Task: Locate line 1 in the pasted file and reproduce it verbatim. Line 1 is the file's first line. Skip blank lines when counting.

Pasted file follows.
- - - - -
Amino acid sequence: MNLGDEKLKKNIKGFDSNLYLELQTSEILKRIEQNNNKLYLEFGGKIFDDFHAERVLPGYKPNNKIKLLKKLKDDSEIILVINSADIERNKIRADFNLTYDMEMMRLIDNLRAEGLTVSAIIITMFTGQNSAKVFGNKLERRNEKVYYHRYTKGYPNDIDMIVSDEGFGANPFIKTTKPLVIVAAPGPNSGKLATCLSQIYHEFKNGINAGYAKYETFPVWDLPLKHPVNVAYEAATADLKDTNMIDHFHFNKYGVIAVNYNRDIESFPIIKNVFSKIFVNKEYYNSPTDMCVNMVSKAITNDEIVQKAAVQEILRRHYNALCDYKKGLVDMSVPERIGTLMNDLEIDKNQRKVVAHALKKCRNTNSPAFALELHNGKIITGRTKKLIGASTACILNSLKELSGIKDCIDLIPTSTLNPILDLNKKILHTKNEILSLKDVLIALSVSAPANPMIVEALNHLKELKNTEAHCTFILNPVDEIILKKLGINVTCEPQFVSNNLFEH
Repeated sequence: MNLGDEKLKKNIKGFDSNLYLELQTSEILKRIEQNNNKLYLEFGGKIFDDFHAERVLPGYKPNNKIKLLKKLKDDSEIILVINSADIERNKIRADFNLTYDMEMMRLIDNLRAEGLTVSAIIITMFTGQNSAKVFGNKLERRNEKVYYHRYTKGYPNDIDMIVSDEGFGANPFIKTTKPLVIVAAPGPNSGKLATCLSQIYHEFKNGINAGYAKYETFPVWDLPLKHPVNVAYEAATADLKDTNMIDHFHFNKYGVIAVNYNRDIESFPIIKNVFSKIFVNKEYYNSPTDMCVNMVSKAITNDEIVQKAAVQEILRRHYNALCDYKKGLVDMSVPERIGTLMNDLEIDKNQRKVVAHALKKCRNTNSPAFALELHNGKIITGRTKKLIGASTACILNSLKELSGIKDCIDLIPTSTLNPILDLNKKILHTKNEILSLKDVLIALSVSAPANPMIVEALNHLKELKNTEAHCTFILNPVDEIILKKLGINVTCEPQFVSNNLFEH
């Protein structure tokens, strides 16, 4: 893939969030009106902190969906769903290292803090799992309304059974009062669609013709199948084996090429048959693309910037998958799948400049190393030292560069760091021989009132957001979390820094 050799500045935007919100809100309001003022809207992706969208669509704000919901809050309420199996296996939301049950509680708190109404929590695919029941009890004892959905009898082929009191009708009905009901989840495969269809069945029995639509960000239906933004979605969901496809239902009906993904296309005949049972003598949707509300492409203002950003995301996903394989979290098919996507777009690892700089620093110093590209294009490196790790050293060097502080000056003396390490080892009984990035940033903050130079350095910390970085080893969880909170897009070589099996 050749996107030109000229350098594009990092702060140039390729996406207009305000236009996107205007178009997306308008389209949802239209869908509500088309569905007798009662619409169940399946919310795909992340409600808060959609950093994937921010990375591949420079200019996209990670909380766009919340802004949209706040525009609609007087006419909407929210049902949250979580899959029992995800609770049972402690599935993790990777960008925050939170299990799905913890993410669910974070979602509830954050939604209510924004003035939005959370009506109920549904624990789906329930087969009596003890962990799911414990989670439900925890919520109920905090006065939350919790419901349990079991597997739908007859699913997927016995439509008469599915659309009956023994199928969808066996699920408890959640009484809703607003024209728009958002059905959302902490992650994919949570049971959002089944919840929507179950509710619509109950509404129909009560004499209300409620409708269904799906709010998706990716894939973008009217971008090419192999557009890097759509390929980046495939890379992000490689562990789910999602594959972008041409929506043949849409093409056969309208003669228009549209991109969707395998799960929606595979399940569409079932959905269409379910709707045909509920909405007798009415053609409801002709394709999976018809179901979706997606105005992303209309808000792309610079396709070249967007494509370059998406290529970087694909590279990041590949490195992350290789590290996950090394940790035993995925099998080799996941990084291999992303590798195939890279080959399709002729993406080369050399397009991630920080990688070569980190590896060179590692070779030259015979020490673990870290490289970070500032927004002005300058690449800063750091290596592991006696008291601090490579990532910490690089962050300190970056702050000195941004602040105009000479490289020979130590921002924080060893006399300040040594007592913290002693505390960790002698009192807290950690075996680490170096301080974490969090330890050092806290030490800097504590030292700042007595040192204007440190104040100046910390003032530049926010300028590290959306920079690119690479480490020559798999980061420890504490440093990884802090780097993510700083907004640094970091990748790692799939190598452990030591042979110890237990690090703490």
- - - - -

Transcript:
Amino acid sequence: MNLGDEKLKKNIKGFDSNLYLELQTSEILKRIEQNNNKLYLEFGGKIFDDFHAERVLPGYKPNNKIKLLKKLKDDSEIILVINSADIERNKIRADFNLTYDMEMMRLIDNLRAEGLTVSAIIITMFTGQNSAKVFGNKLERRNEKVYYHRYTKGYPNDIDMIVSDEGFGANPFIKTTKPLVIVAAPGPNSGKLATCLSQIYHEFKNGINAGYAKYETFPVWDLPLKHPVNVAYEAATADLKDTNMIDHFHFNKYGVIAVNYNRDIESFPIIKNVFSKIFVNKEYYNSPTDMCVNMVSKAITNDEIVQKAAVQEILRRHYNALCDYKKGLVDMSVPERIGTLMNDLEIDKNQRKVVAHALKKCRNTNSPAFALELHNGKIITGRTKKLIGASTACILNSLKELSGIKDCIDLIPTSTLNPILDLNKKILHTKNEILSLKDVLIALSVSAPANPMIVEALNHLKELKNTEAHCTFILNPVDEIILKKLGINVTCEPQFVSNNLFEH